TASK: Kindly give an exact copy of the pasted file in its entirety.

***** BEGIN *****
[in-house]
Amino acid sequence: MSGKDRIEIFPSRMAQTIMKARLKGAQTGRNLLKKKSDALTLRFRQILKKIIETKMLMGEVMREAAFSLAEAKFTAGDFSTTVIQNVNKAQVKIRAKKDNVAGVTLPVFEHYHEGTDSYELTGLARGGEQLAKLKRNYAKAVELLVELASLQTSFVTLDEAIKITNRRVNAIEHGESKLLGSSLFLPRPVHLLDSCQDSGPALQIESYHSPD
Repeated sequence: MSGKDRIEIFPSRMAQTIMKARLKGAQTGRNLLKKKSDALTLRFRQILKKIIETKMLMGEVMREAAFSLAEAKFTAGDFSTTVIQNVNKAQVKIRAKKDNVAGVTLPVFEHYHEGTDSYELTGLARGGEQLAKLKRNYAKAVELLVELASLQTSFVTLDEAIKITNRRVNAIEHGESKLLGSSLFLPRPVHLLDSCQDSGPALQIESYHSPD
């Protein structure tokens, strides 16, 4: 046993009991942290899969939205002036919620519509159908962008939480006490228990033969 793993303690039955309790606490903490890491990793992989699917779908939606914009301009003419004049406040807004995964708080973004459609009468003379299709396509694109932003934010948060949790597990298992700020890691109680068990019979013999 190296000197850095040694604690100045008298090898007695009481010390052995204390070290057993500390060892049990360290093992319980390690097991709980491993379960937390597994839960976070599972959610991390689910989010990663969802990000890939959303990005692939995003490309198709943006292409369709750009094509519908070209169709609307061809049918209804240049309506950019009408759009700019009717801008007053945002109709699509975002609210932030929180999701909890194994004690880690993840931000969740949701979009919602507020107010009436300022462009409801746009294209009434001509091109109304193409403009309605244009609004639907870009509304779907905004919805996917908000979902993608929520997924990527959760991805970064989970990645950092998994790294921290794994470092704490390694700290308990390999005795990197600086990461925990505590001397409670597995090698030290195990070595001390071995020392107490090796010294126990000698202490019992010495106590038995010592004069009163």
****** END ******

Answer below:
[in-house]
Amino acid sequence: MSGKDRIEIFPSRMAQTIMKARLKGAQTGRNLLKKKSDALTLRFRQILKKIIETKMLMGEVMREAAFSLAEAKFTAGDFSTTVIQNVNKAQVKIRAKKDNVAGVTLPVFEHYHEGTDSYELTGLARGGEQLAKLKRNYAKAVELLVELASLQTSFVTLDEAIKITNRRVNAIEHGESKLLGSSLFLPRPVHLLDSCQDSGPALQIESYHSPD
Repeated sequence: MSGKDRIEIFPSRMAQTIMKARLKGAQTGRNLLKKKSDALTLRFRQILKKIIETKMLMGEVMREAAFSLAEAKFTAGDFSTTVIQNVNKAQVKIRAKKDNVAGVTLPVFEHYHEGTDSYELTGLARGGEQLAKLKRNYAKAVELLVELASLQTSFVTLDEAIKITNRRVNAIEHGESKLLGSSLFLPRPVHLLDSCQDSGPALQIESYHSPD
């Protein structure tokens, strides 16, 4: 046993009991942290899969939205002036919620519509159908962008939480006490228990033969 793993303690039955309790606490903490890491990793992989699917779908939606914009301009003419004049406040807004995964708080973004459609009468003379299709396509694109932003934010948060949790597990298992700020890691109680068990019979013999 190296000197850095040694604690100045008298090898007695009481010390052995204390070290057993500390060892049990360290093992319980390690097991709980491993379960937390597994839960976070599972959610991390689910989010990663969802990000890939959303990005692939995003490309198709943006292409369709750009094509519908070209169709609307061809049918209804240049309506950019009408759009700019009717801008007053945002109709699509975002609210932030929180999701909890194994004690880690993840931000969740949701979009919602507020107010009436300022462009409801746009294209009434001509091109109304193409403009309605244009609004639907870009509304779907905004919805996917908000979902993608929520997924990527959760991805970064989970990645950092998994790294921290794994470092704490390694700290308990390999005795990197600086990461925990505590001397409670597995090698030290195990070595001390071995020392107490090796010294126990000698202490019992010495106590038995010592004069009163």